Let me begin with some back-of-the-envelope math: I have two boys, age 11 and 8, who have already participated in thousands of youth sports contests, both of the organized and impromptu pickup variety. Subscribing to the law of averages let’s say they’ve lost roughly half the time.

Of those instances, let’s put the number of times they handled the disappointment well at roughly 12.

Maybe I’m exaggerating, but you should know there are no magic elixirs in helping your kids deal with losing. I spent two years researching and writing a book on the topic and my boys are still prone to occasional thrown tennis rackets and strike-three tears. The difference now is they have a better understanding that most losses are fleeting. Even better is somewhere in the back of their 11- and 8-year old brains is the abstract notion that the experience may even be good for them.

In consulting with psychologists and coaches, as well as a selection of athletes and celebrities who endured notable losses, this last part proved to be the foundation of my book – that losing has very real, very tangible benefits, both in how it shapes our character and in the way it helps us identify areas of weakness that need addressing. As a parent, I suspect this all makes sense to you: if you make three fielding errors in a baseball game, that’s a signal you need infield practice. If you didn’t get the big account at work because your presentation was a mess, that’s a hint you probably need better to be prepared.

Surely all of us can point to setbacks in our lives that proved to be instructive. But at least in the immediate outset, kids have a harder time seeing the upside. Here allow me to offer some advice on how to help your kid deal with a loss.

Don’t minimize the pain: Much as we are blessed with the broader worldview that the fate of mankind does not hinge on a flag football game, your child has a hard time seeing that right now. Before you get anywhere else, you need to meet them where they are. And right now all they know is it sucks. However trivial the setback might seem, your first move is to hear them out.

Spin the story forward: After a recommended cooling-off period in which you’ve tended to any immediate wounds, your next objective is to shift focus from what was to what will be. With kids, there is always a next game or a next practice, and even if there isn’t, there is always a next season. The most difficult part of losing is in harping on an outcome you can no longer control. The more you can shift attention toward something still in front of you, the quicker you can move on to it. That said …

Stress honesty: Even if the objective is to move forward, there’s still an opportunity for your child to reflect on areas where they could have done better. This is a complicated concept for young kids, and any hope of eliciting constructive answers likely depends on your tone. With my kids at least, a gentle line of questioning is a lot more effective than a series of pointed criticisms. In other words, it needs to come from them. If your child lost a tennis match because he can’t hit a backhand, better to ask him where he thinks he needs the most practice instead of you telling them that his backhand is weak.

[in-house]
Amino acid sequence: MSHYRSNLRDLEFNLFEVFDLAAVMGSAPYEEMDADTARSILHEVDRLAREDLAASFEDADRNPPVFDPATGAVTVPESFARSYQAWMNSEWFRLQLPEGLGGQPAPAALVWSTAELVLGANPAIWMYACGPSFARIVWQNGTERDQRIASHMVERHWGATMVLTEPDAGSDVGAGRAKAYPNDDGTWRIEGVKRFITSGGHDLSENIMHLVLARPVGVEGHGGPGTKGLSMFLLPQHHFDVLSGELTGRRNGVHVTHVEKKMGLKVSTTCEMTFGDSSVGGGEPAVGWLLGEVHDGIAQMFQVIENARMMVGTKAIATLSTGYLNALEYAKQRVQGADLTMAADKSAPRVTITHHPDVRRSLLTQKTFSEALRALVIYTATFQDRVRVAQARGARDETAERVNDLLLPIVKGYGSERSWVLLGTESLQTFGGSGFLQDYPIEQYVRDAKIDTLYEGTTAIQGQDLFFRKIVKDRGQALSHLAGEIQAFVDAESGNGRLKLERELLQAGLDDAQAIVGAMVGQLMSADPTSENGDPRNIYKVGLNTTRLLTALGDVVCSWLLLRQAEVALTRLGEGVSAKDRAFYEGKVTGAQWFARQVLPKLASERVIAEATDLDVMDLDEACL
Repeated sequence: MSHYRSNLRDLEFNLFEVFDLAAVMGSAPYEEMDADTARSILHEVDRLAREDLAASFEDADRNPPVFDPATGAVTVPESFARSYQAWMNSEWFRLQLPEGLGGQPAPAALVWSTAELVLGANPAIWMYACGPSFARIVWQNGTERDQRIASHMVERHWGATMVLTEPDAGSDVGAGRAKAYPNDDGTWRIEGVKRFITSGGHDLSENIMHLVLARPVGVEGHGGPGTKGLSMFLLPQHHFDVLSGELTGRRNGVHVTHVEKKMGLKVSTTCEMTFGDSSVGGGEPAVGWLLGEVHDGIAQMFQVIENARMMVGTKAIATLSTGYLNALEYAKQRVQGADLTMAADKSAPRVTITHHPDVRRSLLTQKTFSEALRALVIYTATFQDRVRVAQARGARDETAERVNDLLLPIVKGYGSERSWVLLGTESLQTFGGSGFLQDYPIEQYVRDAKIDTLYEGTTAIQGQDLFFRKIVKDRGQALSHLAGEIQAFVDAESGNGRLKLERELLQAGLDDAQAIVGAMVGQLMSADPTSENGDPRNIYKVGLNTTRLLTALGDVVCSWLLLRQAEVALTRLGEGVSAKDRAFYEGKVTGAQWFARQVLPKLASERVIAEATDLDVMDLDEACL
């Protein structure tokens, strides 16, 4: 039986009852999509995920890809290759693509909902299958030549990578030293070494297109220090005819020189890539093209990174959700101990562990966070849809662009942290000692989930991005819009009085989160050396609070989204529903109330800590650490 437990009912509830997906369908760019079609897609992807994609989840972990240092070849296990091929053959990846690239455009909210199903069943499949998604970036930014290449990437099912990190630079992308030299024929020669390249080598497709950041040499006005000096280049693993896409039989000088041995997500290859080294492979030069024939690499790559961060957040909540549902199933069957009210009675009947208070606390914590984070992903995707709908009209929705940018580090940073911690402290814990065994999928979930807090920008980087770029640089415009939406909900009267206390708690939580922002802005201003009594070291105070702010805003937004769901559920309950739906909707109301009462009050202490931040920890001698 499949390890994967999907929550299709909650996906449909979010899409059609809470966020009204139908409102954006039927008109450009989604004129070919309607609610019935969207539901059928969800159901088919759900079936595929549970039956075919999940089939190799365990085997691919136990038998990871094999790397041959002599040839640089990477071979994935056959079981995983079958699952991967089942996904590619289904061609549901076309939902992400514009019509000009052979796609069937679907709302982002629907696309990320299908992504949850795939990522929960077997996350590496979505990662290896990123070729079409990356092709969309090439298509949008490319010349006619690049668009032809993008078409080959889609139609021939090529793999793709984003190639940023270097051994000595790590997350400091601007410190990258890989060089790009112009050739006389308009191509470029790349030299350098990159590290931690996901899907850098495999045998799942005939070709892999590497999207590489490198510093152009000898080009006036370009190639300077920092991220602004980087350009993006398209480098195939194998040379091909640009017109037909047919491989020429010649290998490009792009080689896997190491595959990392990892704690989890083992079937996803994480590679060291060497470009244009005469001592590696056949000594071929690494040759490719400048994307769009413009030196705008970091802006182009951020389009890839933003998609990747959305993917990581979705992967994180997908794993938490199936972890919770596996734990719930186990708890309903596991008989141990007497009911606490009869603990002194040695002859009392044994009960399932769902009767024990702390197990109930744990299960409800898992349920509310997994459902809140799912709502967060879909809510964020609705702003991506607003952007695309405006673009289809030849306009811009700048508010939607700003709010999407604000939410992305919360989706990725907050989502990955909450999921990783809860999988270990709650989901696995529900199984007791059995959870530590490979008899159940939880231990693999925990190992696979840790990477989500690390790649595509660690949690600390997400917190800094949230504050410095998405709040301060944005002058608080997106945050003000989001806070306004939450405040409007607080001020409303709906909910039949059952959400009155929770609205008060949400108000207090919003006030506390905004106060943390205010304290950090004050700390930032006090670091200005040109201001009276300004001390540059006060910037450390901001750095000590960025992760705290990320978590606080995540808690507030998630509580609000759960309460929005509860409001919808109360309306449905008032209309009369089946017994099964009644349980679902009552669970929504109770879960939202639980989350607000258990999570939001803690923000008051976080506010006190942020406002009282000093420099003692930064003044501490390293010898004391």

Redefine winning and losing.  The most effective counter to losing might actually be pre-emptive. Before your child even embarks on a game, stress to them goals that have nothing to do with winning and have more to do with a “process.” Again, think about the things they can control. They can’t guarantee they’ll score a goal, but they can vow to be in the right position and to always hustle. Studies have shown that kids who are praised for effort as opposed to results or innate talents tend to be more adaptive and more willing to embrace challenge. It also allows them to feel successful even when the scoreboard says otherwise. By the way, this is not a concept reserved for kids — it’s also an effective approach at the highest level of sports. “The people who are really successful, they’re not thinking about winning and losing,” says leading sports psychiatrist Dr. Michael Lardon, who works with a number of professional athletes. “They’re thinking about the execution of what they can do.”

Celebrate resilience: Far more impressive than when your kid wins a big game is when he or she handles disappointment well. Don’t let these moments go unacknowledged. In the same way we want to praise effort more than results, you want to make your child aware of their ability to weather difficult situations effectively. This is a gift that keeps on giving: If your kids know they can handle a tough outcome once, they know they can do it again.

Sam Weinman is the author of Win At Losing: How Our Biggest Setbacks Can Lead To Our Greatest Gains (TarcherPerigee, 2016).